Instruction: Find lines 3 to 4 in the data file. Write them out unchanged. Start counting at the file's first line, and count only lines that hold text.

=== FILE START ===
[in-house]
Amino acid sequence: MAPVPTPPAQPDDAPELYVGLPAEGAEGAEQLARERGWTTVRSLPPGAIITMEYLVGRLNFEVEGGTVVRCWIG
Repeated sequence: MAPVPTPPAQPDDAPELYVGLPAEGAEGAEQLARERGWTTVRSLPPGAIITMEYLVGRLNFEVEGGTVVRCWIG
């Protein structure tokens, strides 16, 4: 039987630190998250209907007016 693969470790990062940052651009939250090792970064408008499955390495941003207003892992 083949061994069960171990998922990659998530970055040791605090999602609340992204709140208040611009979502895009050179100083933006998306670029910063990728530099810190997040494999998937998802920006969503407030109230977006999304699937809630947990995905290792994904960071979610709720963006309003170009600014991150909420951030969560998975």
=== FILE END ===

Repeated sequence: MAPVPTPPAQPDDAPELYVGLPAEGAEGAEQLARERGWTTVRSLPPGAIITMEYLVGRLNFEVEGGTVVRCWIG
């Protein structure tokens, strides 16, 4: 039987630190998250209907007016 693969470790990062940052651009939250090792970064408008499955390495941003207003892992 083949061994069960171990998922990659998530970055040791605090999602609340992204709140208040611009979502895009050179100083933006998306670029910063990728530099810190997040494999998937998802920006969503407030109230977006999304699937809630947990995905290792994904960071979610709720963006309003170009600014991150909420951030969560998975």